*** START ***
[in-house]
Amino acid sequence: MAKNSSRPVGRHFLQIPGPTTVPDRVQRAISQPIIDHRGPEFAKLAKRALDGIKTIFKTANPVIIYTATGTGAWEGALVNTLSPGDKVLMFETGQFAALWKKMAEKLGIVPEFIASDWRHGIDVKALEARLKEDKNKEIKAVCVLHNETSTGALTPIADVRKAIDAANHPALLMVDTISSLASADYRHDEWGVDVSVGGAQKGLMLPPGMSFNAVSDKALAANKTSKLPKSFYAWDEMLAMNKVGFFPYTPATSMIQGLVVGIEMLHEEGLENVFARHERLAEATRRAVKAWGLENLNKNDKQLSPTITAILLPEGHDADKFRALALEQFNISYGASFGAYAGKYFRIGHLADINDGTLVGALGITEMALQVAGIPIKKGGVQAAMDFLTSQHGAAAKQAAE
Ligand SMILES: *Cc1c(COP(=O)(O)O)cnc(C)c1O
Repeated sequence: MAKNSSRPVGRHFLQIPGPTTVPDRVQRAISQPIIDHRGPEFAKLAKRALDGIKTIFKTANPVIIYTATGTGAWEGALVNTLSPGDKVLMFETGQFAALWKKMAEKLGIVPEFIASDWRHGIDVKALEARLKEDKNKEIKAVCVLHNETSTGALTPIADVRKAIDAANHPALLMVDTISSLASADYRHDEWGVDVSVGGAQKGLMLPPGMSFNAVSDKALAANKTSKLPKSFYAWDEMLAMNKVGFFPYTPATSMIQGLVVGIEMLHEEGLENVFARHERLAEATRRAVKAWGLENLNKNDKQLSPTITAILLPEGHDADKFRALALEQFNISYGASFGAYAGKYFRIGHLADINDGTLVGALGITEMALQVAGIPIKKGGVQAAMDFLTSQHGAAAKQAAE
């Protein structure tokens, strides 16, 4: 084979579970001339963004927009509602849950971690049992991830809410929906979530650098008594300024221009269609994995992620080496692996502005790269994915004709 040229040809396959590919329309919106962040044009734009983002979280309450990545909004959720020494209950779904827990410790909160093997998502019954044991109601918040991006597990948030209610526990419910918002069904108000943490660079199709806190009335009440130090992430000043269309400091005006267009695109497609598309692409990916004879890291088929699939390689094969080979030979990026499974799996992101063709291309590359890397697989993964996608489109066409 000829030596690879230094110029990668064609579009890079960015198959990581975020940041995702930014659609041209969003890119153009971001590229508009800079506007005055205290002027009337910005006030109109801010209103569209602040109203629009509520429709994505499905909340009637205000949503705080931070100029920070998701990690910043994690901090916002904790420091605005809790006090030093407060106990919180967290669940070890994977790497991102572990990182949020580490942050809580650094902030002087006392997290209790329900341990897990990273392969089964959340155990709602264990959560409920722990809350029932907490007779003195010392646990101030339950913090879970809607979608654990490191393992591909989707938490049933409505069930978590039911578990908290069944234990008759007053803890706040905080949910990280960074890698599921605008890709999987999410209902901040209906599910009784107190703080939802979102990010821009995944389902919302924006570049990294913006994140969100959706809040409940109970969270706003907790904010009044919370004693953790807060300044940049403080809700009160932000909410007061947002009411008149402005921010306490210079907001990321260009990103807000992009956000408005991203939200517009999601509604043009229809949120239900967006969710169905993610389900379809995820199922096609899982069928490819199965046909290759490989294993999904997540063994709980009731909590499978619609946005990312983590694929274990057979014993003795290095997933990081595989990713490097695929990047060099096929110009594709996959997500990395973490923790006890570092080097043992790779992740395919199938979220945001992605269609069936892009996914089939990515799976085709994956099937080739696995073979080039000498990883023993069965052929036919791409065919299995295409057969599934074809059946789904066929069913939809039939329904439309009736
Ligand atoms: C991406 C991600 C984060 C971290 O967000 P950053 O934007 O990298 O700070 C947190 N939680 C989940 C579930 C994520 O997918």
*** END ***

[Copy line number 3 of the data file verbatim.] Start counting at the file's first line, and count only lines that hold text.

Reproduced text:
Ligand SMILES: *Cc1c(COP(=O)(O)O)cnc(C)c1O